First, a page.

Objective: The aim of the study is to characterize normal vibratory patterns of both glottal closure and phase closure in the pediatric population with the use of high speed digital imaging. Methods: For this prospective study a total of 56 pre-pubertal children, 5-11 years (boys=28, girls=28) and 56 adults, 21-45 years (males=28, females=28) without known voice problems were examined with the use of a new technology of high speed digital imaging. Recordings were captured at 4000 frames per second for duration of 4.094. s at participants' typical phonation. With semi-automated software, montage analysis of glottal cycles was performed. Three trained experienced raters, rated features of glottal configuration and phase closure from glottal cycle montages. Results: Posterior glottal gap was the predominant glottal closure configuration in children (girls=85%, boys=68%) with normal voice. Other glottal configurations observed were: anterior gap (girls=3.6%, boys=0%), complete closure (girls=7%, boys=10%) and hour glass (girls=0%, boys=11%). Adults with normal voice also demonstrated predominantly higher percentage of posterior glottal gap configuration (females=75% male=54%) compared to the configurations of anterior gap (females=0% male=7%), complete closure (females=2% male=39%), hour glass (females=3.6% male=3.6%). A predominantly open phase (51-70% of the glottal cycle) was observed in 86% girls and 71% boys. Compared to children, adult females showed a predominantly balance phased closure 46%, followed by open phase (39%) and predominantly closed phase (14%). Adult males showed a predominantly closed phase (43%), followed by predominantly open phase (39%), followed by a balanced phase (18%). Conclusions: This is a first study investigating characteristics of normal vibratory motion in children with high speed digital imaging. Glottal configuration and phase closure for children with normal voices are distinctly different compared to adults. The results suggest that posterior glottal gap and a predominantly open phase of the glottal cycle should be considered as normal glottal configuration in children during modal pitch and loudness. This study provides preliminary information on the vibratory characteristics of children with normal voice. The data presented here may provide the bases for differentiating normal vibratory characteristics from the disordered in the pediatric population.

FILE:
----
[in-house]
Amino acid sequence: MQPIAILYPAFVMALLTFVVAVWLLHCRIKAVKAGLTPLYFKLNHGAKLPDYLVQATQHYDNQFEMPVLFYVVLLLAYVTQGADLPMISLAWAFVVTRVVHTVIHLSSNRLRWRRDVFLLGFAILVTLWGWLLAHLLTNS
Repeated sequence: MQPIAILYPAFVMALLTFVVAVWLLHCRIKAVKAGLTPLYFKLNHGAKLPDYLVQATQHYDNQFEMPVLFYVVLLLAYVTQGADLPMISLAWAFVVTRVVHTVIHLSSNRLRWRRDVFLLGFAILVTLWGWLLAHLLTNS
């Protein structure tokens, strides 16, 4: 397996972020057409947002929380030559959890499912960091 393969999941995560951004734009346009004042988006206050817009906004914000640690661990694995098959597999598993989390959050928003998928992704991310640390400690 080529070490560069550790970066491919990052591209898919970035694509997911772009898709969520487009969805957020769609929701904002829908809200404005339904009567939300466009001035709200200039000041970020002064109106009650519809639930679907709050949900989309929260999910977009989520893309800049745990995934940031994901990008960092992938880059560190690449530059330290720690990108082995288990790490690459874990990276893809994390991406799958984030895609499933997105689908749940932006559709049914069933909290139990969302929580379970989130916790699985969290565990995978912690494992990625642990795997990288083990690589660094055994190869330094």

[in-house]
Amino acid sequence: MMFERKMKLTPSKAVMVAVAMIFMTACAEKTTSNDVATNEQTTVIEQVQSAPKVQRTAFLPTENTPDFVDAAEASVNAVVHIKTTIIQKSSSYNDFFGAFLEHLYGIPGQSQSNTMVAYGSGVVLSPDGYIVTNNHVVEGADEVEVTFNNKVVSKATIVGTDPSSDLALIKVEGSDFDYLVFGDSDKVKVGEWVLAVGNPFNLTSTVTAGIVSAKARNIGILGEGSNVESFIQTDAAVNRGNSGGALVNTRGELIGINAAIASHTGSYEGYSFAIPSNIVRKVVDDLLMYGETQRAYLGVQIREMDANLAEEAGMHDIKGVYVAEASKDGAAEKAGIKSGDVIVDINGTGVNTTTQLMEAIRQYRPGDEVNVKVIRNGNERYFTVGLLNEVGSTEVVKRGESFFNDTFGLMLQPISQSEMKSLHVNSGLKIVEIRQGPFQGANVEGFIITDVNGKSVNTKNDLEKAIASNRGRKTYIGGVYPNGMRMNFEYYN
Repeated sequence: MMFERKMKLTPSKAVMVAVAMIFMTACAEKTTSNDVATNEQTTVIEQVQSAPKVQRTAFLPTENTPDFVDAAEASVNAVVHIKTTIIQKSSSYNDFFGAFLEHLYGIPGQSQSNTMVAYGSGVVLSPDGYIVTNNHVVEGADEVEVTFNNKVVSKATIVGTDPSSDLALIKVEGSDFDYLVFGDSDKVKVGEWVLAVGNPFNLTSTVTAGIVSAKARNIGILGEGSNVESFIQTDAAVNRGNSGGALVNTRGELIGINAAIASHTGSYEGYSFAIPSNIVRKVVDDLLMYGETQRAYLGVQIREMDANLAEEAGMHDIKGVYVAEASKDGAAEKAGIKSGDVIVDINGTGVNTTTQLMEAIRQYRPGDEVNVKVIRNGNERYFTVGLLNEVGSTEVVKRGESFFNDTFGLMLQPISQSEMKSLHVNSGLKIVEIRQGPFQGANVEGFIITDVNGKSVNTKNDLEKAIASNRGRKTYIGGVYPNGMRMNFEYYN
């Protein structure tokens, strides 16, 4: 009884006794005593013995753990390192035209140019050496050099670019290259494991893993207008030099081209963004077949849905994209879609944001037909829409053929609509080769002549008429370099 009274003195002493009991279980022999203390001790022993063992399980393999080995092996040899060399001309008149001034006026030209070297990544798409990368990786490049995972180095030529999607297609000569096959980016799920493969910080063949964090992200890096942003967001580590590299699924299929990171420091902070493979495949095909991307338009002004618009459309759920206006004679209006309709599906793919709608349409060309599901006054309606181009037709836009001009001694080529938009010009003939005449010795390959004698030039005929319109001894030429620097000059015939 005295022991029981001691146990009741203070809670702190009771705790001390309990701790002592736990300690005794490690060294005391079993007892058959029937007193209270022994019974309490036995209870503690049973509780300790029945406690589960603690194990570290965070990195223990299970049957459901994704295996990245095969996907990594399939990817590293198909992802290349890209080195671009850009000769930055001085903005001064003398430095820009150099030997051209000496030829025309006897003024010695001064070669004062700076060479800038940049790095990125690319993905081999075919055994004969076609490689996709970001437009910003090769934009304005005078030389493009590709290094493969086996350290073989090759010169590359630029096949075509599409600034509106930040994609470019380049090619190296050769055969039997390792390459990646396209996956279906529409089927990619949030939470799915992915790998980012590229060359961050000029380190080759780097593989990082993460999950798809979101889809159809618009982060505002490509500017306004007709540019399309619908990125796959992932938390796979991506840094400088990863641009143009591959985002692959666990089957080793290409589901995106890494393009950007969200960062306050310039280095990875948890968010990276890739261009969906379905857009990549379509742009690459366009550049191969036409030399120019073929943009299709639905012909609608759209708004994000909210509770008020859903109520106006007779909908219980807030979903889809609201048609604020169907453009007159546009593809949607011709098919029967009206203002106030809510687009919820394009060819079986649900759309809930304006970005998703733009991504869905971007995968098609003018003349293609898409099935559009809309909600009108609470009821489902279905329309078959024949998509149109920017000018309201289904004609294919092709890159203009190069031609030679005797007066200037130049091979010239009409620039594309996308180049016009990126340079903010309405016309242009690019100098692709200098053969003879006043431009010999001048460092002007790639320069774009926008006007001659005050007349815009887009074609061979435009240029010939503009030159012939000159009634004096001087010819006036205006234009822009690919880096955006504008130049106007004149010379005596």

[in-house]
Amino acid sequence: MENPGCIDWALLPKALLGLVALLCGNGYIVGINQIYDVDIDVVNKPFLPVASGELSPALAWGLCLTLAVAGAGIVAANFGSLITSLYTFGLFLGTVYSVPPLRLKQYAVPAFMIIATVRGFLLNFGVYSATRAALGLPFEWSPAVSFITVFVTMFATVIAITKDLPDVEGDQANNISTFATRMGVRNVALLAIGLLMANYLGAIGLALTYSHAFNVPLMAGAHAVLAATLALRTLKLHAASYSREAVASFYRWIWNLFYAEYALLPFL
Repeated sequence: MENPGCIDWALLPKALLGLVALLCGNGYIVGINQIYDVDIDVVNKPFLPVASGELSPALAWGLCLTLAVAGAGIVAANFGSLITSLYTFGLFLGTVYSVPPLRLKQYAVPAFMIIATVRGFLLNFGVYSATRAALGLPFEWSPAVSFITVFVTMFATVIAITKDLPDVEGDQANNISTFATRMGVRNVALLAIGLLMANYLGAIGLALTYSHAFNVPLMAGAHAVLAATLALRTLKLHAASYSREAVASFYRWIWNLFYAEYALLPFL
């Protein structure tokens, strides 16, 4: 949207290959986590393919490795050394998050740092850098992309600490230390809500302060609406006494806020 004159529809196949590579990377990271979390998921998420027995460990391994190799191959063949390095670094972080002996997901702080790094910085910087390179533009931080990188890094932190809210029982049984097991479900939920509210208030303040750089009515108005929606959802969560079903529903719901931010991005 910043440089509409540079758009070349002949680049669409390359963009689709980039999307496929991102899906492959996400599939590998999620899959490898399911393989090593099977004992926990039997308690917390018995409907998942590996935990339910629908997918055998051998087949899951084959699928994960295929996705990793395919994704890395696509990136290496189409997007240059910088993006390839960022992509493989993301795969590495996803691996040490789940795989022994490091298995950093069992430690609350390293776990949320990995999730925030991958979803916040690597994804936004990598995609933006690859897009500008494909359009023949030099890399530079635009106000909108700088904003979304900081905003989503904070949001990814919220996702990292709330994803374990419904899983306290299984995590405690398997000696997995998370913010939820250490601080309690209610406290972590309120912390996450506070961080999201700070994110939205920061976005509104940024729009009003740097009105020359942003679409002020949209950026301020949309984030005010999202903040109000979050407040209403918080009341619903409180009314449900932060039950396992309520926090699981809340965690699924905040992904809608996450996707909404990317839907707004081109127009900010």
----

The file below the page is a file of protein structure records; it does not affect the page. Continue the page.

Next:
|Number of pages||6|
|Journal||International Journal of Pediatric Otorhinolaryngology|
|State||Published - Jul 2012|
Bibliographical noteFunding Information:
Funding: American Speech-Language and Hearing Foundation's New Investigator Research Grant and University of Kentucky; University of Kentucky College of Health Sciences, Office of Research Grant ; National Institute of Health, NIDCD , R03DC011360-01 .
- High speed digital imaging
- Pediatric vibratory characteristics
- Pediatric vocal fold motion
- Pediatric voice
ASJC Scopus subject areas
- Pediatrics, Perinatology, and Child Health